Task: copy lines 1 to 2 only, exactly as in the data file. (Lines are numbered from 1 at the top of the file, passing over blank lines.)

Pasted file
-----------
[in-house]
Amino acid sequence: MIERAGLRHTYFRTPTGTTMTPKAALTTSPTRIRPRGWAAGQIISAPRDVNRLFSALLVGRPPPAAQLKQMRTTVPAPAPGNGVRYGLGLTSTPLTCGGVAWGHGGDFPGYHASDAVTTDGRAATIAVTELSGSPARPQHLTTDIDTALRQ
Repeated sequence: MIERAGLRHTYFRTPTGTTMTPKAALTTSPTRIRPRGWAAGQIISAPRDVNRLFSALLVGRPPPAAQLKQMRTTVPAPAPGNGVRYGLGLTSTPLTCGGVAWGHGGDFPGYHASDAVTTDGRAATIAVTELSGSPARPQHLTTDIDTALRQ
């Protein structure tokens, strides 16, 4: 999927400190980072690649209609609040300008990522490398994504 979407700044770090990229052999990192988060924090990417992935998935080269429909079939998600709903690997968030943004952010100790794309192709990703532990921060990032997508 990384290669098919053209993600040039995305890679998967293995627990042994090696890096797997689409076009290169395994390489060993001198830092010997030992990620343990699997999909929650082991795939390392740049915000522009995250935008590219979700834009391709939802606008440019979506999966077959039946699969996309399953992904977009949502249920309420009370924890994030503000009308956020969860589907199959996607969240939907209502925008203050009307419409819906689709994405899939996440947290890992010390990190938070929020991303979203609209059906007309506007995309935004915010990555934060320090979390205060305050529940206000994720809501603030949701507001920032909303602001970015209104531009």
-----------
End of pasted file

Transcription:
[in-house]
Amino acid sequence: MIERAGLRHTYFRTPTGTTMTPKAALTTSPTRIRPRGWAAGQIISAPRDVNRLFSALLVGRPPPAAQLKQMRTTVPAPAPGNGVRYGLGLTSTPLTCGGVAWGHGGDFPGYHASDAVTTDGRAATIAVTELSGSPARPQHLTTDIDTALRQ